Artists have been using ink for thousands of years. But as Faith Salie now tells us, only a particular type of artist can lay claim to having created a true body of work:
When it comes to body art, beauty really IS skin deep.
Erin showed off her floral tattoo: "This is my wedding bouquet. It was a really important part of life, and it just reminds me of it every day."
"It's really a couple hours of pain, but it's worth it," said Frankie.
It is, he said, art.
Art that has made its way into galleries, museums, fashion shows, even the cover of the New Yorker.
Eric Schwartz made a film, "Tattoo Nation," about this very old -- and very new -- phenomenon: "It started off as a photographic project. I just really found it fascinating. The sincerity of the people, how the imagery had nothing to do with what I thought."
It's no wonder people seeking such personal and permanent art want to place their bodies in the hands of classically-trained fine artists.
In 2009, Friday Jones - who draws, paints with oil, uses charcoal, "the whole gamut" -- opened Tattoo Couture, located on New York City's 5th Avenue.
"I had seen a lot of my friends graduating college and they still wanted to get tattooed, but I had to take 'em to a kind of an exposed street shop. I thought that they deserved a serene environment and a place where they felt safe to talk about spirituality, about pain."
Salie asked, "You've been doing this for 22 years -- what's the evolution you've seen in the tattoo industry?"
"My clients are so much more fearless than they've ever been," Jones replied. "Now people are [coming] up with all sorts of envelope-pushing ideas."
Ideas like 3D tattoos, watercolor tattoos, even glow-in-the-dark tattoos . . . ideas that have helped the industry generate more than $2 billion a year in revenue.
But tattoos have been around for centuries. One of the oldest was discovered in the Italian Alps, on a 5,300-year-old mummy.
"His tattoos are all over places in his body that had evidence of things like arthritis, so they were healing tattoos," said tattoo historian Anna Friedman.
She says tattoo art often reflects what's going on in broader culture, which is why for much of the 20th century, it was soldiers and sailors exercising their right to bear arms.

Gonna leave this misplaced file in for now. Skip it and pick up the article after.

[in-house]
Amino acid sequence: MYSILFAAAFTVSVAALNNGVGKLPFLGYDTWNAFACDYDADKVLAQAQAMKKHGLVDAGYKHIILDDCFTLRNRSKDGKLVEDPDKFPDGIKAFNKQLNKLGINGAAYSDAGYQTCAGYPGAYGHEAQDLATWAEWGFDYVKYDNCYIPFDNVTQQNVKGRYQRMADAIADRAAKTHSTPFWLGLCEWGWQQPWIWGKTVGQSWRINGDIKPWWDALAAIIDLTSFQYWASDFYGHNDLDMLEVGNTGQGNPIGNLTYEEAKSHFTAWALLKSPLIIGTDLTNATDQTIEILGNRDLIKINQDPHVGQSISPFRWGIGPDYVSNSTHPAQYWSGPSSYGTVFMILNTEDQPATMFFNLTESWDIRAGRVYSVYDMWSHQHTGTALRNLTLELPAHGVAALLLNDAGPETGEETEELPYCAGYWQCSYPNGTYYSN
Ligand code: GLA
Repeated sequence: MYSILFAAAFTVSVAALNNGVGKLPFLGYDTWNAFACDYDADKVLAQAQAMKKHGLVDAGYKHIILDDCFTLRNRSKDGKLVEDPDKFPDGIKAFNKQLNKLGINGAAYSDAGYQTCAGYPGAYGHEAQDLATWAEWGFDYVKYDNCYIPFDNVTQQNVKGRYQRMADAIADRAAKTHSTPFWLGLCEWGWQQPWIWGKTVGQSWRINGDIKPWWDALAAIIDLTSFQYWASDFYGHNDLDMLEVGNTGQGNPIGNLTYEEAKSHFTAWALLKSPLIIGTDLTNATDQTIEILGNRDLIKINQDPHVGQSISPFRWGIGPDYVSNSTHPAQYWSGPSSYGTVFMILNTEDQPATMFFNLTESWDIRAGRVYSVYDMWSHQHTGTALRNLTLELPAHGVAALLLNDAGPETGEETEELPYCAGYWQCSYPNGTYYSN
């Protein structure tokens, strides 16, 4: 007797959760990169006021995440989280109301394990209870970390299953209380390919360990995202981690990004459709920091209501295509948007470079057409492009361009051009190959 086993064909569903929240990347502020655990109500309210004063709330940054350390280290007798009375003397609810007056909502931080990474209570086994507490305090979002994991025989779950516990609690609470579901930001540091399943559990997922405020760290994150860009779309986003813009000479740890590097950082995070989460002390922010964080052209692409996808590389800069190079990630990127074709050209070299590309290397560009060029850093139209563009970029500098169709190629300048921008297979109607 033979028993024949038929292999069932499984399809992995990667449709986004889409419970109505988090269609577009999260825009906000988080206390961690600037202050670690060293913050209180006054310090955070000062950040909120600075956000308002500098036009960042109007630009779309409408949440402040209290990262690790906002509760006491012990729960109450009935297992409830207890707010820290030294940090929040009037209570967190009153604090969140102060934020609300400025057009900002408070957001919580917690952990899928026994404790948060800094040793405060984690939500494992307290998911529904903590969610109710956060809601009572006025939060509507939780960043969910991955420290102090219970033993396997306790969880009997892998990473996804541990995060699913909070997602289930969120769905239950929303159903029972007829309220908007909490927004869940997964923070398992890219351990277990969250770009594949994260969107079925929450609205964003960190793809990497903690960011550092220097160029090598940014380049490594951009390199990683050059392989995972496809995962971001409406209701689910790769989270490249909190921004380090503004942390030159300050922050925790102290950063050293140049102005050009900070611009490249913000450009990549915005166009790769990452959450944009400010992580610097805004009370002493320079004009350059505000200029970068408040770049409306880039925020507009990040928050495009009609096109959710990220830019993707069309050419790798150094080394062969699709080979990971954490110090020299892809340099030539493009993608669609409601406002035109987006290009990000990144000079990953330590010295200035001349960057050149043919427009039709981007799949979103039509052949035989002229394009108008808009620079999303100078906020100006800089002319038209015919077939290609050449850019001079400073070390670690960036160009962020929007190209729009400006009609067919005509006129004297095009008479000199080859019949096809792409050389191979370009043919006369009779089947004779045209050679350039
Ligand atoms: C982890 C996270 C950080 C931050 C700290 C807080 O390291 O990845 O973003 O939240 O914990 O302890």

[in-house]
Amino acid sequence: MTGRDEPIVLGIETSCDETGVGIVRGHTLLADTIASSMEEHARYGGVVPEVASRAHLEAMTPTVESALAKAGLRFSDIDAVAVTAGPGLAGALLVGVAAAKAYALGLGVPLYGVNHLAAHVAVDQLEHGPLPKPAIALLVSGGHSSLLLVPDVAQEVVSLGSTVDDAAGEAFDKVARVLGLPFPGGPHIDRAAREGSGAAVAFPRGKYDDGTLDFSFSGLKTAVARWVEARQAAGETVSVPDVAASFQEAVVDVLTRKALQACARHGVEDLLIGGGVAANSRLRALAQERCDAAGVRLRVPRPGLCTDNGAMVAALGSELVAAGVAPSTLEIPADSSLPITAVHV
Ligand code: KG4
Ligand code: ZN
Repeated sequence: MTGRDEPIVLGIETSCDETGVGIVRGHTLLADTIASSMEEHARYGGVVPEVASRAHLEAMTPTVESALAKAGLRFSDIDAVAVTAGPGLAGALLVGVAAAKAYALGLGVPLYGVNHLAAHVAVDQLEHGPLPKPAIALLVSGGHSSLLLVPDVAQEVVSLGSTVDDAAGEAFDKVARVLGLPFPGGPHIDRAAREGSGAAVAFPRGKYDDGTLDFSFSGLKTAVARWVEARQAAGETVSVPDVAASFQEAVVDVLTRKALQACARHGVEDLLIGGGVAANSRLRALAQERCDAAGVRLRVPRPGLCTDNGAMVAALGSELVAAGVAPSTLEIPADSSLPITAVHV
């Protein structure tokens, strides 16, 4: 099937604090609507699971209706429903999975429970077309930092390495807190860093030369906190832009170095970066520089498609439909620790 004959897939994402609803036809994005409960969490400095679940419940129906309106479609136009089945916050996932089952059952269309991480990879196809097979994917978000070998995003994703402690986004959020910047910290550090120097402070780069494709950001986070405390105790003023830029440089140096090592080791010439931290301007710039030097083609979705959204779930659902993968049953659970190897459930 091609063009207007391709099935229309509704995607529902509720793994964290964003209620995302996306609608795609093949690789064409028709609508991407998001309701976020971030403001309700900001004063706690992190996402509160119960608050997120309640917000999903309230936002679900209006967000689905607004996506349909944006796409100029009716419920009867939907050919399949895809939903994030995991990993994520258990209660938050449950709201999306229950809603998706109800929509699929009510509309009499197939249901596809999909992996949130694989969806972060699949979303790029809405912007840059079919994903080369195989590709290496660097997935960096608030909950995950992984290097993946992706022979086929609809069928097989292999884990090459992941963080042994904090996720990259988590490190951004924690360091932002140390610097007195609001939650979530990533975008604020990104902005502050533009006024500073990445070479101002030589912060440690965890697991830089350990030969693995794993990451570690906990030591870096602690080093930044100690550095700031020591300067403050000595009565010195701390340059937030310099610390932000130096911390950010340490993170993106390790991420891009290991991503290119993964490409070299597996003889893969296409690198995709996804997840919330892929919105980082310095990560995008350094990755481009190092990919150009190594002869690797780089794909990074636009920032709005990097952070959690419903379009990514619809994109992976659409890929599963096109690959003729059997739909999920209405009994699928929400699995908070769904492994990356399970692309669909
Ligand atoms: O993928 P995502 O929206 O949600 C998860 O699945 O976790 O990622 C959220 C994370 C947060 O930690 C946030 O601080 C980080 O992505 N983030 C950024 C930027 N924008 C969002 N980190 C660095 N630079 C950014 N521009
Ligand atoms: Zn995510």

"Anytime we have a war, we get this desire of people to show their patriotism in a deep way," said Friedman.
A turning point for tattoos came with women's liberation.
"Certainly women were getting tattooed in the '60s and '70s as a way of breaking out of this mold of the woman who gets told what to do," said Friedman.
And one man who capitalized on the revolution is 83-year-old tattoo artist Lyle Tuttle, often called the father of modern tattooing.
"I was in more panties than gynecologists," he said, "because a favorite spot for ladies to get tattooed was inside the bikini line.
"It was not my great artistic talent that got me where I'm at today. But I was in everybody's favorite city."
As hippies swayed to psychedelic rock in the '60s, tattooing enjoyed a renaissance -- and Tuttle emerged as San Francisco's master tattooist, inking the likes of Joan Baez, the Allman Brothers and Janis Joplin.
"You had a tattoo, you belonged to sort of an elite club," he said.
It was Joplin's very visible tattoos that help thrust the art into the spotlight. As tattoos made their way into the mainstream, so did Tuttle . . . landing on the pages of Rolling Stone, Life magazine and the Bible of American business: "The Wall Street Journal did a profile of me, on the front page, about a man that markets the improbable product," he said. "All of a sudden the business world said, 'Oh, tattoos are cool!'"
Today, tattoos are a ubiquitous product. Like Scott Eureka (whose tattoo symbolizes the two most important things in his life: faith and family), more than 45 million Americans have gone under the gun.
And while tattoos have become a kind of fine art for the masses, they still come at a price -- about $400 an hour at Friday Jones' studio.
Salie asked, "What do you people expect from a tattoo artist today?"
"They expect works of art on their skin," said Eric Schwartz.
Jones continued: "And then Grandma's like, 'Oh, it looks just like Mimi,' or it looks just like the grandfather that's passed. And that's the most touching, when you build a bridge. And isn't that what art is supposed to do?"
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